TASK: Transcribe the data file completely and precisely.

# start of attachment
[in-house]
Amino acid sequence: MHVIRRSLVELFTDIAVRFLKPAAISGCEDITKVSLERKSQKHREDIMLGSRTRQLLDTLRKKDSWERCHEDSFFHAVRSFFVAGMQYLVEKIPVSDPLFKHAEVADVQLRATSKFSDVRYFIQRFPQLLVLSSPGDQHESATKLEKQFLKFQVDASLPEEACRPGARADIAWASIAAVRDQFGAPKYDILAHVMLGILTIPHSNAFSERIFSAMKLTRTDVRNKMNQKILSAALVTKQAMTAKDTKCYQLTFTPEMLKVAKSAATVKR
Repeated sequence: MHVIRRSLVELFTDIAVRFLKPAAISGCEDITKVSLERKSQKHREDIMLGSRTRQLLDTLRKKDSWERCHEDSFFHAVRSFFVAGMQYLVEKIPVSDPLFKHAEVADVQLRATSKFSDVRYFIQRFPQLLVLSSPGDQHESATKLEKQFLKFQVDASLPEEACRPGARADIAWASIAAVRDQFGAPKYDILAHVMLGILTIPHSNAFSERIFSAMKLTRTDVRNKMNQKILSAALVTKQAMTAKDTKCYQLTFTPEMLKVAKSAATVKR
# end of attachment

[in-house]
Amino acid sequence: MHVIRRSLVELFTDIAVRFLKPAAISGCEDITKVSLERKSQKHREDIMLGSRTRQLLDTLRKKDSWERCHEDSFFHAVRSFFVAGMQYLVEKIPVSDPLFKHAEVADVQLRATSKFSDVRYFIQRFPQLLVLSSPGDQHESATKLEKQFLKFQVDASLPEEACRPGARADIAWASIAAVRDQFGAPKYDILAHVMLGILTIPHSNAFSERIFSAMKLTRTDVRNKMNQKILSAALVTKQAMTAKDTKCYQLTFTPEMLKVAKSAATVKR
Repeated sequence: MHVIRRSLVELFTDIAVRFLKPAAISGCEDITKVSLERKSQKHREDIMLGSRTRQLLDTLRKKDSWERCHEDSFFHAVRSFFVAGMQYLVEKIPVSDPLFKHAEVADVQLRATSKFSDVRYFIQRFPQLLVLSSPGDQHESATKLEKQFLKFQVDASLPEEACRPGARADIAWASIAAVRDQFGAPKYDILAHVMLGILTIPHSNAFSERIFSAMKLTRTDVRNKMNQKILSAALVTKQAMTAKDTKCYQLTFTPEMLKVAKSAATVKR